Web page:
Ulysse Nardin has combined its love of marine life with unique complications in two one-of-a-kind Freak Vision timepieces. The Freak Vision Coral Bay timepieces exhibit an exciting new decorative bonding technique and the meticulous micropainting for which Ulysse Nardin has long been Haute Horlogerie’s acknowledged master.

To create the first of the Coral Bay pieces, Ulysse Nardin’s watchmakers turned to an electronic technique called bonding, in which thousands of 24k gold threads are employed to create a meticulous decorative motif. A bonding machine squeezes gold thread on each side, one thread after another, to draw a coral reef motif on the watch movement’s barrel spring bridge. Each thread is a different size, and all are tied only at the top and bottom of the thread, but not in its center.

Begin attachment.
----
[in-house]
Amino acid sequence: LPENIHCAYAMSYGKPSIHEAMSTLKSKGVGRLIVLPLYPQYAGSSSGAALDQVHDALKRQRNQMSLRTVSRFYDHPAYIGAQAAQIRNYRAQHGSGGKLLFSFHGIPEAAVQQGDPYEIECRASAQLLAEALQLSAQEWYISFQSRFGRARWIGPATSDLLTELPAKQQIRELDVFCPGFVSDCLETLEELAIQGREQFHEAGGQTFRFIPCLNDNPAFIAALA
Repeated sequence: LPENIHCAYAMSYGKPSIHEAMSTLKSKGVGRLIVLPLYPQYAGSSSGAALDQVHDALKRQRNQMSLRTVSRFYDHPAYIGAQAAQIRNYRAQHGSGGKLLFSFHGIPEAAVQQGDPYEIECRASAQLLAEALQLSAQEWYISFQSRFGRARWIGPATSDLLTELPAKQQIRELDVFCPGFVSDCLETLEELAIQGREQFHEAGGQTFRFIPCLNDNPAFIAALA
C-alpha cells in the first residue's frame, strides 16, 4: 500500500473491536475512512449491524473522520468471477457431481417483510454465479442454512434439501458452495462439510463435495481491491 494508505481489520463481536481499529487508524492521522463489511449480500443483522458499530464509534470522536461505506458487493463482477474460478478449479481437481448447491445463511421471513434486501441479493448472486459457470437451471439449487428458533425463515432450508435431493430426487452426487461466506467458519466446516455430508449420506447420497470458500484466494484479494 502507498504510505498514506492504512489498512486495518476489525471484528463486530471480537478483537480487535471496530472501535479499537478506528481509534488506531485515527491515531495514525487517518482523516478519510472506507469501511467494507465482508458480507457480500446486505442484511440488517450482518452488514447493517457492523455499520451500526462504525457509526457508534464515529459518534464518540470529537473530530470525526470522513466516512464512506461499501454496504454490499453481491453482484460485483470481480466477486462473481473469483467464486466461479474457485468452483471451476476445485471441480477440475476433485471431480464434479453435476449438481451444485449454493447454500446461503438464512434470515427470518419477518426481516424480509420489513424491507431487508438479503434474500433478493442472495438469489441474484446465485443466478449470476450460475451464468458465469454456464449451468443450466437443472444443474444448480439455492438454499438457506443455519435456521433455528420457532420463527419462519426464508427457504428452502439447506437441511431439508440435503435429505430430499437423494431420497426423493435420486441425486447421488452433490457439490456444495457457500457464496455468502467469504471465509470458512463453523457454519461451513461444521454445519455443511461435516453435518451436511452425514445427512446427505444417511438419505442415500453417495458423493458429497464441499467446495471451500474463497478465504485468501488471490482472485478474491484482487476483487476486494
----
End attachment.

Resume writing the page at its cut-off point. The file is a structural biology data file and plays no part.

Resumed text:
The second Coral Bay edition, with its even more eye-catching red-and-blue face, showcases a miniature painting technique. Red and white acrylic paints are applied to the CVD-treated blue surface of the barrel bridge. Ulysse Nardin then heats the dial to 90 degrees between each color application and hand paints the remaining finer details with fine brushes under a magnifying glass. All told, the process takes about 20 hours for a single watch.

Both retaining the same 45mm case diameter and UN-250 caliber found in the previous Freak Vision.